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Kenyan Mediator: Peacekeepers Required for Somalia - 2003-08-01

The Kenyan mediator in the ongoing Somali peace talks being held in Nairobi has appealed for international peacekeepers to ensure calm once Somalia's new government takes power.

Kenyan diplomat, Bethuel Kiplagat, told reporters in Nairobi Friday that, within the next week or so, delegates attending the year-long peace talks will start forming a new government for Somalia.

The process includes drawing up a constitution and selecting members of parliament, who, in turn, will elect the president.

Mr. Kiplagat would not say when the new government would take power. But he stressed that the formation of a new government is just the prelude to bringing peace to Somalia, which has been at war since former President Siad Barre was overthrown in 1991. The Kenyan mediator said the new government, once installed, will need a lot of help, especially from international peacekeepers.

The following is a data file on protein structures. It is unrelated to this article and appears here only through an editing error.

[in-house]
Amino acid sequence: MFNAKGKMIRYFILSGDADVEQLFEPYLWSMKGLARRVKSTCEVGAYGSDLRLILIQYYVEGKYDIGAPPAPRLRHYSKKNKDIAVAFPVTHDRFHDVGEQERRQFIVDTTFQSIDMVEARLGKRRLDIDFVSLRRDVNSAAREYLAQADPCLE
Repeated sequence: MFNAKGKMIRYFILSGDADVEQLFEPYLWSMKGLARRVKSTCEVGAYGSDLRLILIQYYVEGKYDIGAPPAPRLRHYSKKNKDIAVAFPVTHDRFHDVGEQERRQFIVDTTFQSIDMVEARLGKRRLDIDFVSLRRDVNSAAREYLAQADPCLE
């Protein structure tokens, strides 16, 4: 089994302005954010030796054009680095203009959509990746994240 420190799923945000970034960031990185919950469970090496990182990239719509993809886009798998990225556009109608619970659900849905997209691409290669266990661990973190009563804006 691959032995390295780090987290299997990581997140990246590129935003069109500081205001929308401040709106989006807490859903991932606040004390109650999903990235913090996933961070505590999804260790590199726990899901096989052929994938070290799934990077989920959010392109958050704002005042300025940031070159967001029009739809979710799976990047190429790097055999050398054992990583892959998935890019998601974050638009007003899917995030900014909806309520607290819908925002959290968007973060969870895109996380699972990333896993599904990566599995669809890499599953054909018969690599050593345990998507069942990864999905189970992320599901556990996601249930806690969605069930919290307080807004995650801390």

"Our appeal, and really we say this is unanimous of all of us: We will definitely require a peacekeeping force for Somalia," he emphasized. "Our ministers are going to make an appeal officially internationally so that, when that government comes in place, there will be a force."

The U.N. secretary-general's representative for Somalia, Winston Tubman, said the United Nations is considering sending peacekeepers to Somalia.

"As soon as the all-inclusive government is formed, the United Nations wants to be in a position where we'll be able to address this issue because ultimately, the security question is the key," he explained. "If the guns are still there, we can sign any document we want; the people of Somalia will not have peace."

Somalia is currently being ruled by the Transitional National Government, or TNG, which was formed in Djibouti three years ago. TNG President Abdikassim Salat Hassan's term is set to expire in the middle of August.

Mr. Tubman pointed out that Somalia will be recognized by the United Nations no matter who represents it.

"Whether the government that will represent Somalia at the U.N. will be the present one or some future one, will be determined at the New York level," he said. "But as now and then, Somalia will continue to be a member of the United Nations."

The Somali peace talks, which began last year in Kenya, bring together among others, representatives from several African countries and more than 20 warlords.